The gubernatorial candidates for Oregon face a state with an uncertain economy, a wall of debt, declining revenues and an unemployment rate of 10.6 percent, a full percentage point more than the national average. 1859 Oregon’s Magazine caught up with John Kitzhaber, the Democratic candidate and Chris Dudley, the Republican hopeful, to ask them, what they see as the greatest challenge facing Oregon.
Christopher Marley has become something his childhood fears could never contemplate—an artist who works with insects and other natural specimens to create framed arrangements of preserved bugs. Around this fascination with insects, Marley has built an empire of his own, with works that adorn stylish homes across the world.
More than sixty years after humans annihilated Oregon’s gray wolves, and fifteen years after the federal government reintroduced them in Idaho, wolves have crossed the border and settled in northeast Oregon’s Wallowa Mountains. Now about twenty wolves live in the high country around Enterprise and Joseph and they’ve been eating local livestock, calling federal and state management practices into question and fueling controversy in the otherwise quiet towns of northeast Oregon.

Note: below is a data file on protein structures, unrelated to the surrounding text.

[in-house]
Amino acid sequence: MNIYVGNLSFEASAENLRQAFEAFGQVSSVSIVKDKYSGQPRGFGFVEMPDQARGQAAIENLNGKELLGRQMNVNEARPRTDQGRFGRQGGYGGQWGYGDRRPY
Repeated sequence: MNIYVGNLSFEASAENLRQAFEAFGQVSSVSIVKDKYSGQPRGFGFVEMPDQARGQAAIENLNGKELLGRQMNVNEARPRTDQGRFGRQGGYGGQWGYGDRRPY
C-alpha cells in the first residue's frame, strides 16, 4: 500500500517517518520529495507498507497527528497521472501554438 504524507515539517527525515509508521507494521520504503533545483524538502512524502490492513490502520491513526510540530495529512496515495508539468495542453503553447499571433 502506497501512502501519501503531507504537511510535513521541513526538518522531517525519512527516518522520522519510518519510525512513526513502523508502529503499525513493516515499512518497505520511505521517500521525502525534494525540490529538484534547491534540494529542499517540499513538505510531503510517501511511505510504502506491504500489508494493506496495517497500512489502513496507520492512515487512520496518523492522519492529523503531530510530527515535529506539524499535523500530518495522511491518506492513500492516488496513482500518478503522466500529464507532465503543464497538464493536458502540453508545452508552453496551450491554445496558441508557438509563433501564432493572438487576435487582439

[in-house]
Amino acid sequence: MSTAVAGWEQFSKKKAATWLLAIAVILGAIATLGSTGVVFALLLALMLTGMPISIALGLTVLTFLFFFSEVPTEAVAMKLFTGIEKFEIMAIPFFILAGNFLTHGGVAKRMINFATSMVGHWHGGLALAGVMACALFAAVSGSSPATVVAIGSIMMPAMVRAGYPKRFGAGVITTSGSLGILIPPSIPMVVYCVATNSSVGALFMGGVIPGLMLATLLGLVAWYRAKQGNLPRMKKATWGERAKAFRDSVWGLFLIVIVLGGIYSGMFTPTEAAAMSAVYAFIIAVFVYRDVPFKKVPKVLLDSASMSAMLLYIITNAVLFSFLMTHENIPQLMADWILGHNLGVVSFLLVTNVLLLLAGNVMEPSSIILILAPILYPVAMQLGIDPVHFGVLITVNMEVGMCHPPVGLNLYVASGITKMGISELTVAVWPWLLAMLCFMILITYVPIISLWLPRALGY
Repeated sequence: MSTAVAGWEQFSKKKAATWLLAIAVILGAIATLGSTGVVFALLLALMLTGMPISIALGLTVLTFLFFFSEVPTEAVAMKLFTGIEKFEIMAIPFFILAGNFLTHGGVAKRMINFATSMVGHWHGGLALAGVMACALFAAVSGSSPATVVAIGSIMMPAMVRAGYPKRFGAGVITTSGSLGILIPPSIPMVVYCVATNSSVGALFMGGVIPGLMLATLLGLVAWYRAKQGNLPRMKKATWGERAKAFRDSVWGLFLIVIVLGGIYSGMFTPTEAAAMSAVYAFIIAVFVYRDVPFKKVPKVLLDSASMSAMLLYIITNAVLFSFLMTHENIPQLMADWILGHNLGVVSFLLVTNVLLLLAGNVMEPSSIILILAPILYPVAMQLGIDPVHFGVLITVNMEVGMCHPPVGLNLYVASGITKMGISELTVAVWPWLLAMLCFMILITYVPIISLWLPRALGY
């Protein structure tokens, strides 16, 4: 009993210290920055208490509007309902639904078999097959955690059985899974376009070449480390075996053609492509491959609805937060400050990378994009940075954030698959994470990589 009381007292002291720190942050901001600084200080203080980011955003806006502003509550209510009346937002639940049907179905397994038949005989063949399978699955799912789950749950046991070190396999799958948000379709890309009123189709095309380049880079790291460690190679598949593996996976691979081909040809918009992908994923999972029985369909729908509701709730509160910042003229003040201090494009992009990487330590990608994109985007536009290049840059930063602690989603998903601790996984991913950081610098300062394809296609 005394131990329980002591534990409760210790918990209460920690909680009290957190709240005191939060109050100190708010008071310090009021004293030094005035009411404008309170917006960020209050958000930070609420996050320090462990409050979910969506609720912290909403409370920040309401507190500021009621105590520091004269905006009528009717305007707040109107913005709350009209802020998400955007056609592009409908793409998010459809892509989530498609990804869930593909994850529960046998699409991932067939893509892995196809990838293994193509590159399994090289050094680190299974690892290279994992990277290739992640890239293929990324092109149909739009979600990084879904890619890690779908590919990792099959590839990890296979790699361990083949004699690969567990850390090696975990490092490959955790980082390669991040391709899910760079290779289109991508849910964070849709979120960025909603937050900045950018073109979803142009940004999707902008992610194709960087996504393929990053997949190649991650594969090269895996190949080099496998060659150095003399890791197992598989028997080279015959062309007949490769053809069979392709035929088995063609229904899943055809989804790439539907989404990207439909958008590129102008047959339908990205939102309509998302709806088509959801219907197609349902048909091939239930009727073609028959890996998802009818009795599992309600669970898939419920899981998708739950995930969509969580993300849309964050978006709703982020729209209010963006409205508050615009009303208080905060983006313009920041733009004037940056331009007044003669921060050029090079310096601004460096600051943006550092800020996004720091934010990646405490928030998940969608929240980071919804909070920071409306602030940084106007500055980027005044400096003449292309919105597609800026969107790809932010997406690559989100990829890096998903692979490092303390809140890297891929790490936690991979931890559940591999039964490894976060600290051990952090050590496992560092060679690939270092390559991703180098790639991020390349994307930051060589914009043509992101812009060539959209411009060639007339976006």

Silverton rolls out of the Cascades to the west and over valley soils that support sheep farms, tree nurseries, a handful of vineyards and other agriculture. Fifteen miles west lies the state capitol, Salem, and forty-five miles north is Portland. Silverton takes after neither. Depending on where you look, Silverton is a sliver of artistic Ashland, a dash of Dundee wine country and dose of Eugene oddity.